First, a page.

~ $ echo -e" deb https://deb.torproject.org/torproject.org stretch main  ndeb-src https://deb.torproject.org/torproject.org stretch main "> /etc/apt/sources.list.d/ tor.list 

Then download and import the signature key of the Tor project insert it into your APT keyring with the following command.

  ~ $ wget -O- https://deb.torproject.org/torproject.org/ A3C4F0F979CAA22CDBA8F512EE8CBC9E886DDD89.asc | sudo apt-key add -

--2019-03-05 06: 29: 13-- https://deb.torproject.org/torproject.org/A3C4F0F979CAA22CDBA8F512EE8CBC9E886DDD89.asc
Resolving deb.torproject.org (deb.torproject.org) ... 82.195.75.101, 2001: 41b8: 202: deb: 213: 21ff: fe20: 1426
Connection to deb.torproject.org (deb.torproject.org) | 82.195.75.101 |: 443 ... produced.
HTTP request sent, response expected ... 200 OK
Length: 19665 (19K) [text / plain]
Save as: "STDOUT"

- 100% [================================>] 19.20K 54.8KB / s in 0.4s

2019-03-05 06:29:16 (54.8 KB / s) - written to stdout [19665/19665] 

The output "OK" is displayed when the signature key has been added to your keychain. Next, update APT with the following command apt-get .

  ~ $ apt-get update

Get: 2 https://deb.torproject.org/torproject.org stretch InRelease [4,965 B]
Get: 4 https://deb.torproject.org/torproject.org stretch / main Sources [1,169 B]
Get: 5 https://deb.torproject.org/torproject.org stretch / main amd64 packages [2,400 B]
Retrieved in 8s 8,534 B (1,091 B / s)
Package lists are read ... Done 

Install Tor with the following command apt-get and you're done.

  ~ $ apt-get install tor deb.torproject.org-keyring torsocks

Read package lists ... Done
Create dependency tree
Status information is read ... Done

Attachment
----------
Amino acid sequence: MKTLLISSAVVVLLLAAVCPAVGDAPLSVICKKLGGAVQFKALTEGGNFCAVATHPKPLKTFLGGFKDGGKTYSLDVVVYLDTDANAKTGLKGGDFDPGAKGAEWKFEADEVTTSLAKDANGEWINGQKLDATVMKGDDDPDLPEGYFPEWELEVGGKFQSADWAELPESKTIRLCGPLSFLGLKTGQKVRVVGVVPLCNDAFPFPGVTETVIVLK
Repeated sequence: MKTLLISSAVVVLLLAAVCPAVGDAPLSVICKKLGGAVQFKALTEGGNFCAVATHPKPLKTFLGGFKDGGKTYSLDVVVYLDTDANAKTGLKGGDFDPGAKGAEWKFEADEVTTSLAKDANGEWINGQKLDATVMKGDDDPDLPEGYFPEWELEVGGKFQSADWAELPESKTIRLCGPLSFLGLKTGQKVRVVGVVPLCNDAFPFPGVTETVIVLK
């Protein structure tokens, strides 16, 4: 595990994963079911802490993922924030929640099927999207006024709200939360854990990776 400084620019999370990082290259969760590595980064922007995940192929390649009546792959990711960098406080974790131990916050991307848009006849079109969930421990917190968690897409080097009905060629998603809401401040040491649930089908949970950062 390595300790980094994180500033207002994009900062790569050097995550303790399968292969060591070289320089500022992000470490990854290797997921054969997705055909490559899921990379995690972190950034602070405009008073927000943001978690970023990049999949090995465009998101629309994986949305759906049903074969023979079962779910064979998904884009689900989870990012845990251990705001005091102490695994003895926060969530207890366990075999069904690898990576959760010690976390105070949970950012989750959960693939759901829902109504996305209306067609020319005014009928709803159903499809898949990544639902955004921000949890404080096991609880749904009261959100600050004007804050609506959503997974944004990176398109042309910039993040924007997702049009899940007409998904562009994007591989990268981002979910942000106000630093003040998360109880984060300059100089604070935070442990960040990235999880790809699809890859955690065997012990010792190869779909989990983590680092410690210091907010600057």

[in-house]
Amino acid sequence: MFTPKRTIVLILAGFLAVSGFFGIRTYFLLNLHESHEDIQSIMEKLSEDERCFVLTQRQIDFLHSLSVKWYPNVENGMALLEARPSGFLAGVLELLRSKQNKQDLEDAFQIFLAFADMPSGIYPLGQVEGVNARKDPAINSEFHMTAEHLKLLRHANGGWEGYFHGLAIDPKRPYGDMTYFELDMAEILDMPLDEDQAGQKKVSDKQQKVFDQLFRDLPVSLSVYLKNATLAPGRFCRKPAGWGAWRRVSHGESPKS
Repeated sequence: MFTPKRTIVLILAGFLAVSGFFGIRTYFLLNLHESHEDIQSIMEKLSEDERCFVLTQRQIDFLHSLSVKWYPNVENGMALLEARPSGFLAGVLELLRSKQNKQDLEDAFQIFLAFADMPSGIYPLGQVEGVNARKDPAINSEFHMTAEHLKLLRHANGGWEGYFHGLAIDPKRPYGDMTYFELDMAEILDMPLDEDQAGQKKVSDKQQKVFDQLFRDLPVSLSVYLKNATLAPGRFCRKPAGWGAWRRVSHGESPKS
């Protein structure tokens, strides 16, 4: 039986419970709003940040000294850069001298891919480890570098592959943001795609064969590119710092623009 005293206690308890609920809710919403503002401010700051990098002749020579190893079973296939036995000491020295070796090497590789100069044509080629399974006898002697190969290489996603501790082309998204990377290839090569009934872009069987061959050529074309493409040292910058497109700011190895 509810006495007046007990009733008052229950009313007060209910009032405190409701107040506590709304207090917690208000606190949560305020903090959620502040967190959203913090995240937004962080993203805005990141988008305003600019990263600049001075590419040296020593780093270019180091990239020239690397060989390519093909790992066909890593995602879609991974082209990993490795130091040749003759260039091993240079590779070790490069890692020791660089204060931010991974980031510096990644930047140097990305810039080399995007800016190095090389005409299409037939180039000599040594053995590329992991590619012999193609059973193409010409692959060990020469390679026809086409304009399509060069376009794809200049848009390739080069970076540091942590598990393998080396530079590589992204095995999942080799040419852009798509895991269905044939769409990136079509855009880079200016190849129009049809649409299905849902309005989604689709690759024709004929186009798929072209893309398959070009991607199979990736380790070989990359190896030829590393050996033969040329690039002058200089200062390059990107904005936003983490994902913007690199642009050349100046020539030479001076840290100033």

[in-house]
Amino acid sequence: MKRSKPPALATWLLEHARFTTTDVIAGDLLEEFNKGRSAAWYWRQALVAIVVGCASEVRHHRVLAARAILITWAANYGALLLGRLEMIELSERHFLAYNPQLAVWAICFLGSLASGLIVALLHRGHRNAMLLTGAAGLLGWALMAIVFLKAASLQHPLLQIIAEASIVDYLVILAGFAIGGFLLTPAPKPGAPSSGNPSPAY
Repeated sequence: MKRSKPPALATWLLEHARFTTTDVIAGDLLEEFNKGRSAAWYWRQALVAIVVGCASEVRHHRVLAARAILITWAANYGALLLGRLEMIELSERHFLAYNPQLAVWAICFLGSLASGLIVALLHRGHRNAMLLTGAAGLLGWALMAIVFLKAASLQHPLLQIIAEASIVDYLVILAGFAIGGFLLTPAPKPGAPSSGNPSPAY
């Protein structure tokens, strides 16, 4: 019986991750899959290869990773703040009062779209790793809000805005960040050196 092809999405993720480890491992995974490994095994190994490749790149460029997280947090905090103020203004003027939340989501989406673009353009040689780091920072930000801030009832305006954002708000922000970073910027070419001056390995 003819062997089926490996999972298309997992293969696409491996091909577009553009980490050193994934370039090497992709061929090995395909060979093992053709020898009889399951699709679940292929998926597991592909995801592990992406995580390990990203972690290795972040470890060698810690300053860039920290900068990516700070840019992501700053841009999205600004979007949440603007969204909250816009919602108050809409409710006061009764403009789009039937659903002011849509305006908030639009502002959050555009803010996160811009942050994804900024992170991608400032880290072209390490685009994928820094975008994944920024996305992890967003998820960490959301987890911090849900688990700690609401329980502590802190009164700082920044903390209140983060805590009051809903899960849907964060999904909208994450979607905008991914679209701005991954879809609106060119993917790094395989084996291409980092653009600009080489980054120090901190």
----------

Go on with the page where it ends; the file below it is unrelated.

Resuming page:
Suggested packages:
mixmaster torbrowser-launcher socat tor-arm apparmor-utils obfs4proxy
The following NEW packages will be installed:
deb.torproject.org key ring
The following packages are being updated:
tor 

Tor should be installed on both the client and the VPS running the SSH server. Be sure to follow the above steps on both systems.

Step 2: Creating an Onion Service on the Server

The Tor process is likely to run immediately after installation, so as root ( sudo ), stop the process. Use the command systemctl .

  ~ $ sudo systemctl stop tor 

Then open the file / etc / tor / torrc with a text editor. This is the configuration file used by Tor to change its behavior and create onion services.

  ~ $ sudo nano / etc / tor / torrc 

There is a myriad of information in this file. Most of it is not relevant to this article. Scroll down a bit to the section "This section is only for location-based services". In Debian and Kali Linux it looks like this:

  ################ This section is for site-based services only ###

## After configuring a hidden service, you can view it
## Contents of the file "... / hidden_service / hostname" for the address
## to tell people.
##
## HiddenServicePort x y: z prompts you to redirect requests to port x
## address y: z.

#HiddenServiceDir / var / lib / tor / hidden_service /
#HiddenServicePort 80 127.0.0.1:80

#HiddenServiceDir / var / lib / tor / other_hidden_service /
#HiddenServicePort 80 127.0.0.1:80
#HiddenServicePort 22 127.0.0.1:22[19659013{Uncomment( # ) a "HiddenServiceDir" and a "HiddenServicePort" line as such: 

  ########### # ### This section is intended for location-based services only. ###